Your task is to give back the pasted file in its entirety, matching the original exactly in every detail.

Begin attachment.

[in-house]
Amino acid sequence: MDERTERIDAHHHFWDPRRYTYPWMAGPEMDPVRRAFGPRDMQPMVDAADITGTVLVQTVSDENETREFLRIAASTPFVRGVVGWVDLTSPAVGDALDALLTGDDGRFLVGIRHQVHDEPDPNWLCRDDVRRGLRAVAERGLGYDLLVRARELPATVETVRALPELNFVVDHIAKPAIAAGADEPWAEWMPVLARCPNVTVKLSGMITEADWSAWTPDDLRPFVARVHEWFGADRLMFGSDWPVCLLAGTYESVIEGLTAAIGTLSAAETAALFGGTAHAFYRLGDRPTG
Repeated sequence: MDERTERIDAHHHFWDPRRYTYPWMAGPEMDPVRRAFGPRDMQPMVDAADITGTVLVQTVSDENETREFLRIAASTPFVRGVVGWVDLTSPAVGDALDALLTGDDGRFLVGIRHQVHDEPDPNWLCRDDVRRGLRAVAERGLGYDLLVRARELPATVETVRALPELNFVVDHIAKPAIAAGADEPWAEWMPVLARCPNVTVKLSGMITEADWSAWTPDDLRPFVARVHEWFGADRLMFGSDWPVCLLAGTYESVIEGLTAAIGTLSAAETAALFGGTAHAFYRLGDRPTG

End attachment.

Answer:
[in-house]
Amino acid sequence: MDERTERIDAHHHFWDPRRYTYPWMAGPEMDPVRRAFGPRDMQPMVDAADITGTVLVQTVSDENETREFLRIAASTPFVRGVVGWVDLTSPAVGDALDALLTGDDGRFLVGIRHQVHDEPDPNWLCRDDVRRGLRAVAERGLGYDLLVRARELPATVETVRALPELNFVVDHIAKPAIAAGADEPWAEWMPVLARCPNVTVKLSGMITEADWSAWTPDDLRPFVARVHEWFGADRLMFGSDWPVCLLAGTYESVIEGLTAAIGTLSAAETAALFGGTAHAFYRLGDRPTG
Repeated sequence: MDERTERIDAHHHFWDPRRYTYPWMAGPEMDPVRRAFGPRDMQPMVDAADITGTVLVQTVSDENETREFLRIAASTPFVRGVVGWVDLTSPAVGDALDALLTGDDGRFLVGIRHQVHDEPDPNWLCRDDVRRGLRAVAERGLGYDLLVRARELPATVETVRALPELNFVVDHIAKPAIAAGADEPWAEWMPVLARCPNVTVKLSGMITEADWSAWTPDDLRPFVARVHEWFGADRLMFGSDWPVCLLAGTYESVIEGLTAAIGTLSAAETAALFGGTAHAFYRLGDRPTG